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Debora Seffer (France) - 2004 - "Debora Seffer"
(39 min, Musea)


1.  Comme je Veux Comme je Crois 4:48
2.  Ketu 5:40
3.  Agne 3:50
4.  Die-re-choc-ide 3:26
5.  Sur Mesure 4:52
6.  Une Femme Elegante 3:58
7.  La Comete 4:30
8.  Electro-choc 3:50
9.  Mendi 3:45

All tracks: by Seffer.


Debora Seffer - electric violin; vocals
Jean-My Truong (Zao) - drums
Francois Causse - percussion
Laurent Souques - contrabass
Thierry Mallard - electric piano; programming
Louis Winsberg - guitar (on 9)

Produced by D Lockwood (of Zao fame).
Engineered by M Haliday.

Prolusion. Debora SEFFER is the daughter of Zao's former saxophonist Yochko Seffer and is of a mixed Franco-Hungarian heritage. In France, she has been considered a violin virtuoso and a remarkable Jazz-Fusion composer since the beginning of the '90s. However, this album is definitely her debut. It features the other two former members of Zao: drummer Jean-My Truong and violinist Didier Lockwood, who appears as a producer.

Synopsis. This album is of a unified stylistic concept, and the music is the living essence of Jazz Rock, Jazz-Fusion and Hungarian Folk with peripheral modern and symphonic tendencies. Six out of the nine tracks are songs with lyrics in French, and each of the three instrumental pieces: Ketu, La Comete, and Electro-choc features Debora's vocalizations. While being probably more diverse and intricate than the songs, these (the first two of these, to be precise) are, however, a bit less original, which is because their sound a bit resembles Return To Forever on their eponymous effort, and the electric piano passages remind me of those by Chick Corea, in particular. The songs are more unique, and the main features securing the album's originality are the mistress's vocals and elements of Hungarian folk music, bravely inserted by her into traditional Jazz-Fusion textures. Not counting a male narration in Hungarian on the fourth composition, all the Hungarian folk colorings, some of which have Oriental shades in their palette, are provided by the parts of violin. They are present on each of the tracks, but are especially widespread on La Comete, Une Femme Elegante, Die-re-choc-ide, Agne, and Mendi (7, 6, 4, 3, & 9 respectively). The last two of these consist of dramatic and beautiful, slowly developing musical events, while the other compositions are for the most part light, tight and intensive all simultaneously. Melodic structures blended with odd ones, excellent musicianship, and exalted romanticism define the general sound, but it's Debora's assured and sensible mastery of playing the violin that is especially breathtaking. So when there are less violin passages, and on the other hand are rather many sounds of a drum machine going alongside the beats of acoustic drums, as on Sur Mesure, for instance, it results in a more pronounced modern and electronic sound. Apart from those of the other instruments, Mendi features a lot of solos of acoustic guitar that, in combination with violin passages, give the piece a pleasant warm sounding. Along with Die-re-choc-ide, Une Femme Elegante, La Comete, and Electro-choc, the last track formed the most impressive contents of this show.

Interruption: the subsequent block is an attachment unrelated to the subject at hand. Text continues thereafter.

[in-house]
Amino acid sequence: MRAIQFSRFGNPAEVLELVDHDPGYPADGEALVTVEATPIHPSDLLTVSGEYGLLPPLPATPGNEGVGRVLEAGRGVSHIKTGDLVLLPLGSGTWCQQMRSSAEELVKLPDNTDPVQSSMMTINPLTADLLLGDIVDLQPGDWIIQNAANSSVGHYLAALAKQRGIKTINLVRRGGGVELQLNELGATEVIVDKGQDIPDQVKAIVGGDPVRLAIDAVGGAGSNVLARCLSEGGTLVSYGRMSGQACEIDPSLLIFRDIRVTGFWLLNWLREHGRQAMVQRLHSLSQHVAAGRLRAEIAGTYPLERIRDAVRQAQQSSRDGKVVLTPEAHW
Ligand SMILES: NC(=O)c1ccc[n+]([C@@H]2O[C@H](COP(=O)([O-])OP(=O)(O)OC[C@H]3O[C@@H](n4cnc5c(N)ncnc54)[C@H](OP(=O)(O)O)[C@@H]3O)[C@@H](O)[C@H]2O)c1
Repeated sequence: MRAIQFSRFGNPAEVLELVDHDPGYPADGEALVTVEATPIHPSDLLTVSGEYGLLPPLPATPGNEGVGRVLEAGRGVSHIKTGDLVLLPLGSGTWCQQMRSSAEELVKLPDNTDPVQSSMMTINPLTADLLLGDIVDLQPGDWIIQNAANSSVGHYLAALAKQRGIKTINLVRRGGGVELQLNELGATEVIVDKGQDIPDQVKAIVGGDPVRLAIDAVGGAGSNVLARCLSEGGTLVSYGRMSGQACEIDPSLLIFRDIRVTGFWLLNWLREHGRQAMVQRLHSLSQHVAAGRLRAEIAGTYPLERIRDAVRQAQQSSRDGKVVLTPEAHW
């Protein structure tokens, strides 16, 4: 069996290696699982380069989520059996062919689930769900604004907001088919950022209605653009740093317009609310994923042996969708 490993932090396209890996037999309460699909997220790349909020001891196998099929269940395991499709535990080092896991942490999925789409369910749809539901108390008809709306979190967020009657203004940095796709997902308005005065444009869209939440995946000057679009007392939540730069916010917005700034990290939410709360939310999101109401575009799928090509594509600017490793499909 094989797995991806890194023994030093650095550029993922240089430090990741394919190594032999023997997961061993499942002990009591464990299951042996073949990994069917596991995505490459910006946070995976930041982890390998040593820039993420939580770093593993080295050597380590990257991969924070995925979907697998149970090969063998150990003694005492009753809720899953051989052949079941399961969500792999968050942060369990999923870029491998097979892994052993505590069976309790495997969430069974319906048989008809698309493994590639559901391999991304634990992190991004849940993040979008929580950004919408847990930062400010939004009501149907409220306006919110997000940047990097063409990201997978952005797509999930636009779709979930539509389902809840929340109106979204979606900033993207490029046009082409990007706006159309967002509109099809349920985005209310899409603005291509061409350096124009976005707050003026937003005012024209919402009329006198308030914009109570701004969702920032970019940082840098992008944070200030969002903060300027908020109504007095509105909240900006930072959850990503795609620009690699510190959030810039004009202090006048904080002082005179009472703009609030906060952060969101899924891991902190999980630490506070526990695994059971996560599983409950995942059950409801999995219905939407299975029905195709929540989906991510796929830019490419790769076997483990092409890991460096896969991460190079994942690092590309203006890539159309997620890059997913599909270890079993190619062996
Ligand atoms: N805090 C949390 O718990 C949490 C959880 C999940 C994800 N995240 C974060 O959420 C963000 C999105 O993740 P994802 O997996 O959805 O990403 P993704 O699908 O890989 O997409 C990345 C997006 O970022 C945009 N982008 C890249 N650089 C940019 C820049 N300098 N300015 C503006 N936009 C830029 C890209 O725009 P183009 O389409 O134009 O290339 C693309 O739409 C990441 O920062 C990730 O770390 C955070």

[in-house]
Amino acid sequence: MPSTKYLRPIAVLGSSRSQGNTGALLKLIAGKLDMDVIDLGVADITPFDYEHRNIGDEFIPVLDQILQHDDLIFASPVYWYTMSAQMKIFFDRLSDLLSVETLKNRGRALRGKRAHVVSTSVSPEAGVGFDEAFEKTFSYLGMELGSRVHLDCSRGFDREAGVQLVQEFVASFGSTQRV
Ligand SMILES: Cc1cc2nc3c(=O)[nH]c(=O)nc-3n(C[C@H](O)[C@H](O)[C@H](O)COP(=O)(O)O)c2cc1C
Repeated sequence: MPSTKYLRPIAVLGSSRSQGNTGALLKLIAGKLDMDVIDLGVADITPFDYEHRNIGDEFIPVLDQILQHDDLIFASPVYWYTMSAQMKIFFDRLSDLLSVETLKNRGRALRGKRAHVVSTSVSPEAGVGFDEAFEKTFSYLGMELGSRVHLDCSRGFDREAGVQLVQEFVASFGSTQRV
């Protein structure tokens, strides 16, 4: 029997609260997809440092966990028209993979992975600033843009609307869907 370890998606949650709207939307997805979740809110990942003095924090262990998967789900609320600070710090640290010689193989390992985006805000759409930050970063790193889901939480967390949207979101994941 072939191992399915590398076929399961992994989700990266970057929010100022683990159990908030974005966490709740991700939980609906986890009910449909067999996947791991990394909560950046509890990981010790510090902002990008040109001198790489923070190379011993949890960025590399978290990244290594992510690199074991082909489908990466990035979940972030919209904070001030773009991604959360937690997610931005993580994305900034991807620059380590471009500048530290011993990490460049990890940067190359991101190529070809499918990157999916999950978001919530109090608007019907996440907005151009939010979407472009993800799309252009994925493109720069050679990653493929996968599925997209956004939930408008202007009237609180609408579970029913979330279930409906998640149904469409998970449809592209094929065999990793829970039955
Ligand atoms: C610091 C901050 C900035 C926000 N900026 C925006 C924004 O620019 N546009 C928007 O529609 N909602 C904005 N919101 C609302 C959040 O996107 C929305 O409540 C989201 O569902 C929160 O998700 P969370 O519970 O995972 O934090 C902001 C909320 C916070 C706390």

Conclusion. Unlike Art-Rock, let alone Prog-Metal, Jazz-Fusion is not a field that albums with vocals would grow up in like trees in a garden. From this point, Debora Seffer's debut is more than a welcome event, especially since the music remains rather profound in most cases. Although the brevity of the tracks has primordially excluded any opportunity to build large-scaled instrumental arrangements, the lack of such is probably the only flaw of this effort. In any case, there will hardly be someone disappointed with the album among the Jazz Rock and Jazz-Fusion lovers, for whom it is destined above all.

VM: August 23, 2004

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